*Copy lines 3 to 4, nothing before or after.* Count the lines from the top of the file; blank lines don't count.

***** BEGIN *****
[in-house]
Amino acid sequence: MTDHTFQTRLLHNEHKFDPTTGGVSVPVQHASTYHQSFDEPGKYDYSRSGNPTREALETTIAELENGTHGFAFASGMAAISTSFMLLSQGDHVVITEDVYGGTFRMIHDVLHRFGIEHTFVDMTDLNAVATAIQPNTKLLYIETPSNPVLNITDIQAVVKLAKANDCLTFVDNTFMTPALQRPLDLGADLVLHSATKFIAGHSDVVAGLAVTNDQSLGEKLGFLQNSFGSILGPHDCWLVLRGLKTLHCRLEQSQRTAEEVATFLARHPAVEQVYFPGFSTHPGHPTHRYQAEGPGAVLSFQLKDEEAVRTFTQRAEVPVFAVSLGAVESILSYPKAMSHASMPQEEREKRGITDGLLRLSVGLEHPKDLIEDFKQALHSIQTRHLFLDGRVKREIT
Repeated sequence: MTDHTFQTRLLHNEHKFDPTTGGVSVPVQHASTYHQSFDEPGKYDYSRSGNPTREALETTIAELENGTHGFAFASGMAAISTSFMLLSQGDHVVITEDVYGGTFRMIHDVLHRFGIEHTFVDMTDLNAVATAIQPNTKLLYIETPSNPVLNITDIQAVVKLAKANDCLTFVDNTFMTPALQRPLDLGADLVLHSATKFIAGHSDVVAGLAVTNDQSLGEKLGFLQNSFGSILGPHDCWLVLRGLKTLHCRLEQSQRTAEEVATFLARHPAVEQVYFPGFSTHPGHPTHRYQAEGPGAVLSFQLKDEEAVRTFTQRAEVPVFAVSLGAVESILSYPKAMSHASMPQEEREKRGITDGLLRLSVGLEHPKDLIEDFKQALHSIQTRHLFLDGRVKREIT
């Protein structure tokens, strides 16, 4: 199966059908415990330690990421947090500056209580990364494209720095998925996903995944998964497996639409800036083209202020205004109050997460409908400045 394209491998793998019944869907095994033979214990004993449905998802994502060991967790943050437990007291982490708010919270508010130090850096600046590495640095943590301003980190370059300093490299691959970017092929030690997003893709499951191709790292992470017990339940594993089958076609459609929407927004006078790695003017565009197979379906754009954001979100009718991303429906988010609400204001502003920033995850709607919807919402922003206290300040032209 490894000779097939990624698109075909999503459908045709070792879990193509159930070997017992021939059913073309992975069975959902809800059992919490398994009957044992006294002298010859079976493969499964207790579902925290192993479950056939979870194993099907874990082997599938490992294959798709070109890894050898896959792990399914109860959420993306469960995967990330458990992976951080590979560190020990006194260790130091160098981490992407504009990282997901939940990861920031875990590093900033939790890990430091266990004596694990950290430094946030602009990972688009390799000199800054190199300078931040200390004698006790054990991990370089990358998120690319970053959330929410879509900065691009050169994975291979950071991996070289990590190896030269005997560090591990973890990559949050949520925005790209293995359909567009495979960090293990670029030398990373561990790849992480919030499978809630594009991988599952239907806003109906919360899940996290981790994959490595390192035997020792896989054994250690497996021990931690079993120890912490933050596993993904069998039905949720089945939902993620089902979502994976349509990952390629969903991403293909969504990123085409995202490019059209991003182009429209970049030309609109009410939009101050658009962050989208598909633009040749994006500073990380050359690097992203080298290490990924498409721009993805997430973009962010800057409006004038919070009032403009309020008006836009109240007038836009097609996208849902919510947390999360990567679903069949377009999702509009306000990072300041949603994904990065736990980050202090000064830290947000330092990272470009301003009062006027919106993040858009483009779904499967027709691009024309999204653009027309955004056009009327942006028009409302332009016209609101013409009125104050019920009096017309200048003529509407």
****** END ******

Repeated sequence: MTDHTFQTRLLHNEHKFDPTTGGVSVPVQHASTYHQSFDEPGKYDYSRSGNPTREALETTIAELENGTHGFAFASGMAAISTSFMLLSQGDHVVITEDVYGGTFRMIHDVLHRFGIEHTFVDMTDLNAVATAIQPNTKLLYIETPSNPVLNITDIQAVVKLAKANDCLTFVDNTFMTPALQRPLDLGADLVLHSATKFIAGHSDVVAGLAVTNDQSLGEKLGFLQNSFGSILGPHDCWLVLRGLKTLHCRLEQSQRTAEEVATFLARHPAVEQVYFPGFSTHPGHPTHRYQAEGPGAVLSFQLKDEEAVRTFTQRAEVPVFAVSLGAVESILSYPKAMSHASMPQEEREKRGITDGLLRLSVGLEHPKDLIEDFKQALHSIQTRHLFLDGRVKREIT
């Protein structure tokens, strides 16, 4: 199966059908415990330690990421947090500056209580990364494209720095998925996903995944998964497996639409800036083209202020205004109050997460409908400045 394209491998793998019944869907095994033979214990004993449905998802994502060991967790943050437990007291982490708010919270508010130090850096600046590495640095943590301003980190370059300093490299691959970017092929030690997003893709499951191709790292992470017990339940594993089958076609459609929407927004006078790695003017565009197979379906754009954001979100009718991303429906988010609400204001502003920033995850709607919807919402922003206290300040032209 490894000779097939990624698109075909999503459908045709070792879990193509159930070997017992021939059913073309992975069975959902809800059992919490398994009957044992006294002298010859079976493969499964207790579902925290192993479950056939979870194993099907874990082997599938490992294959798709070109890894050898896959792990399914109860959420993306469960995967990330458990992976951080590979560190020990006194260790130091160098981490992407504009990282997901939940990861920031875990590093900033939790890990430091266990004596694990950290430094946030602009990972688009390799000199800054190199300078931040200390004698006790054990991990370089990358998120690319970053959330929410879509900065691009050169994975291979950071991996070289990590190896030269005997560090591990973890990559949050949520925005790209293995359909567009495979960090293990670029030398990373561990790849992480919030499978809630594009991988599952239907806003109906919360899940996290981790994959490595390192035997020792896989054994250690497996021990931690079993120890912490933050596993993904069998039905949720089945939902993620089902979502994976349509990952390629969903991403293909969504990123085409995202490019059209991003182009429209970049030309609109009410939009101050658009962050989208598909633009040749994006500073990380050359690097992203080298290490990924498409721009993805997430973009962010800057409006004038919070009032403009309020008006836009109240007038836009097609996208849902919510947390999360990567679903069949377009999702509009306000990072300041949603994904990065736990980050202090000064830290947000330092990272470009301003009062006027919106993040858009483009779904499967027709691009024309999204653009027309955004056009009327942006028009409302332009016209609101013409009125104050019920009096017309200048003529509407």